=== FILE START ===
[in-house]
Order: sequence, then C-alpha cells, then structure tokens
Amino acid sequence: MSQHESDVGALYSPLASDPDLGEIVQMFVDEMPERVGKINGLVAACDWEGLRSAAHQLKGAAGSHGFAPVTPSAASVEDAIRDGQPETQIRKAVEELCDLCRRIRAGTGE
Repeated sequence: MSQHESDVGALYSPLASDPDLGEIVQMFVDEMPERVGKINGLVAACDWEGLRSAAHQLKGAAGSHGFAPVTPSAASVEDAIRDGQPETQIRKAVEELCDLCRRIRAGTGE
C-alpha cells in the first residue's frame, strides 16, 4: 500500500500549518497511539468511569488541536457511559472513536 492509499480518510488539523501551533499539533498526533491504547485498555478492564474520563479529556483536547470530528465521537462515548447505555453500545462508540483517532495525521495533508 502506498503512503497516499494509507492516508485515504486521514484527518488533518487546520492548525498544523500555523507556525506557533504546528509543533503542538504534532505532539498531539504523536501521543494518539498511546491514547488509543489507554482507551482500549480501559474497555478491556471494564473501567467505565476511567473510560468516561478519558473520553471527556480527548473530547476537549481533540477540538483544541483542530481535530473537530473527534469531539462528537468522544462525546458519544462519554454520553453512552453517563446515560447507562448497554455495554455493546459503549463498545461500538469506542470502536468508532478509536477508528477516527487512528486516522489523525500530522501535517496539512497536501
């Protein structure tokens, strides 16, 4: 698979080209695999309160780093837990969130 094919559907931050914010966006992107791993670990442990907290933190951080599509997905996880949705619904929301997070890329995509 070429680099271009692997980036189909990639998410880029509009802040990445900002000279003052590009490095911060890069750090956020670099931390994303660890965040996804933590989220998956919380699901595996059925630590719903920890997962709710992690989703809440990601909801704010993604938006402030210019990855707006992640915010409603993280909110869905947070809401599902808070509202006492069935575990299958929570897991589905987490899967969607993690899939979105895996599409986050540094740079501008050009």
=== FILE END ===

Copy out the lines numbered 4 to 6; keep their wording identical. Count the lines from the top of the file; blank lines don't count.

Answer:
Repeated sequence: MSQHESDVGALYSPLASDPDLGEIVQMFVDEMPERVGKINGLVAACDWEGLRSAAHQLKGAAGSHGFAPVTPSAASVEDAIRDGQPETQIRKAVEELCDLCRRIRAGTGE
C-alpha cells in the first residue's frame, strides 16, 4: 500500500500549518497511539468511569488541536457511559472513536 492509499480518510488539523501551533499539533498526533491504547485498555478492564474520563479529556483536547470530528465521537462515548447505555453500545462508540483517532495525521495533508 502506498503512503497516499494509507492516508485515504486521514484527518488533518487546520492548525498544523500555523507556525506557533504546528509543533503542538504534532505532539498531539504523536501521543494518539498511546491514547488509543489507554482507551482500549480501559474497555478491556471494564473501567467505565476511567473510560468516561478519558473520553471527556480527548473530547476537549481533540477540538483544541483542530481535530473537530473527534469531539462528537468522544462525546458519544462519554454520553453512552453517563446515560447507562448497554455495554455493546459503549463498545461500538469506542470502536468508532478509536477508528477516527487512528486516522489523525500530522501535517496539512497536501
């Protein structure tokens, strides 16, 4: 698979080209695999309160780093837990969130 094919559907931050914010966006992107791993670990442990907290933190951080599509997905996880949705619904929301997070890329995509 070429680099271009692997980036189909990639998410880029509009802040990445900002000279003052590009490095911060890069750090956020670099931390994303660890965040996804933590989220998956919380699901595996059925630590719903920890997962709710992690989703809440990601909801704010993604938006402030210019990855707006992640915010409603993280909110869905947070809401599902808070509202006492069935575990299958929570897991589905987490899967969607993690899939979105895996599409986050540094740079501008050009």